NPR gets some useful facts about the coroanvirus pandemic from South Dakotans. None come from Governor Kristi Noem.
After putting Noem’s Trumpist pandemic denial on record, NPR turns to South Dakota State University professor and epidemiologist Bonny Specker for some straight talk about the increasing risk we face from coronavirus:
“We’re seeing a much higher number of cases in the 60-plus age group” she says. “The hospitalizations are going to increase, so I don’t think it’s under control at all.”
Most concerning for South Dakota is the number of tests coming back positive, which has now climbed to around 25% – an indication that the state is not testing nearly enough people.
In North Dakota, the positivity rate is only about 7%.
Specker says there continues to be too much of a disconnect between the urgency of the situation and the public view of how the pandemic is affecting her state.
“I can get pretty discouraged about this whole thing,” she said. “I have to keep thinking that if we educate people they’ll listen to the science and not the politics and misinformation” [Will Stone, “As Covid-19 Cases Rise, Some Governors Resist Lockdowns, Mask Mandates,” NPR: Morning Edition, 2020.10.01].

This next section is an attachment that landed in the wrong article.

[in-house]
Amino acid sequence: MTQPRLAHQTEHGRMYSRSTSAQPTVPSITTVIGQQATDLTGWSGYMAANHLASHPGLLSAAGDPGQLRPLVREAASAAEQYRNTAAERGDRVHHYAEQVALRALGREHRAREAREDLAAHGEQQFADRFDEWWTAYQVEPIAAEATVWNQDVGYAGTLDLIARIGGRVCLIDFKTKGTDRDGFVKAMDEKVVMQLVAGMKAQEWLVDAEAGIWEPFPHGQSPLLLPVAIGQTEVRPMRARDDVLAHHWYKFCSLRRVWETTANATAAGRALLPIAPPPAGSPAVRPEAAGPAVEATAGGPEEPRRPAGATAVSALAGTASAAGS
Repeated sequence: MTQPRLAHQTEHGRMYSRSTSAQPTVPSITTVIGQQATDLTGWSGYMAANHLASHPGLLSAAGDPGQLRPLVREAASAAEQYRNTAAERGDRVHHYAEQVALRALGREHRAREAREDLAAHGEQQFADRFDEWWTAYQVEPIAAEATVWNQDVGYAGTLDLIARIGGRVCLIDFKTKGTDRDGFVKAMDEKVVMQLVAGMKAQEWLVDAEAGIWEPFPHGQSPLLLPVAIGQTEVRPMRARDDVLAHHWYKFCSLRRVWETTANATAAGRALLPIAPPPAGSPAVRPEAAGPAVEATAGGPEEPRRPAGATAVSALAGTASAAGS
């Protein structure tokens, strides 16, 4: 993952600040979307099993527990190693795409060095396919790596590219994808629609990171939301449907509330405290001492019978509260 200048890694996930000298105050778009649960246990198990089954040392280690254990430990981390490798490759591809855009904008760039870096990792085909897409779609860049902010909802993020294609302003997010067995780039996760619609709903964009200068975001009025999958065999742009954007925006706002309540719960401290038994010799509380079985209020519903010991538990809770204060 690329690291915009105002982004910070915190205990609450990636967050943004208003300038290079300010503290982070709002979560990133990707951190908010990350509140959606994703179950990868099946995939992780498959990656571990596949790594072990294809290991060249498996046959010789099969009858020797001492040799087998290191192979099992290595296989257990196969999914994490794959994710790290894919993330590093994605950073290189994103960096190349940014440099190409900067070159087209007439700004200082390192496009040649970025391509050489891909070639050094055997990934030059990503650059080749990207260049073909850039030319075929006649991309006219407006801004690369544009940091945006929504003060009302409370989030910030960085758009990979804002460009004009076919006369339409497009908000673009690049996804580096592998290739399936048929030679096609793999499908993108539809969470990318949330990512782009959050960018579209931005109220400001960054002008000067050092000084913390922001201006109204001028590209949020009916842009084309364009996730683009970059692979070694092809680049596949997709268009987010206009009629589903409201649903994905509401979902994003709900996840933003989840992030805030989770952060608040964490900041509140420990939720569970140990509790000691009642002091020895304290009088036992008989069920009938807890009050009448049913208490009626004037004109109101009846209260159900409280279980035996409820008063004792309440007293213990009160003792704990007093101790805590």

Governor Noem has discouraged mask use and claimed that taking precautions to prevent the spread of coronavirus is equivalent to “choking the life” out of businesses and families. One Brookings businessman laboring under his city’s first-in-the-state mask mandate says that requiring masks citywide has helped his business:
The day after the city passed the mandate, Michael Johnson, a chef and general manager of the Pheasant Restaurant and Lounge in Brookings, says his phone started ringing non-stop.
“With people saying ‘like, oh my gosh I feel safe to come out now. I was a little leery before,'” he says. “We started seeing faces of people we hadn’t seen.”
Johnson believes the mask mandate has made a big difference. His restaurant is busier because people are more comfortable being in public and know there are rules in places to help protect them from the virus [Stone, 2020.10.01].
We won’t save the economy from a pandemic recession by spending more government money on tourism ads and encouraging people to do things that increase the spread of infection. As Johnson is seeing in Brookings, when you take serious action to control pandemic spread, you make people feel safer about going out and doing business.
p.s.: Of the 15 most populous counties in South Dakota, Brookings County has the second-lowest rate of active cases per 10,000 population.
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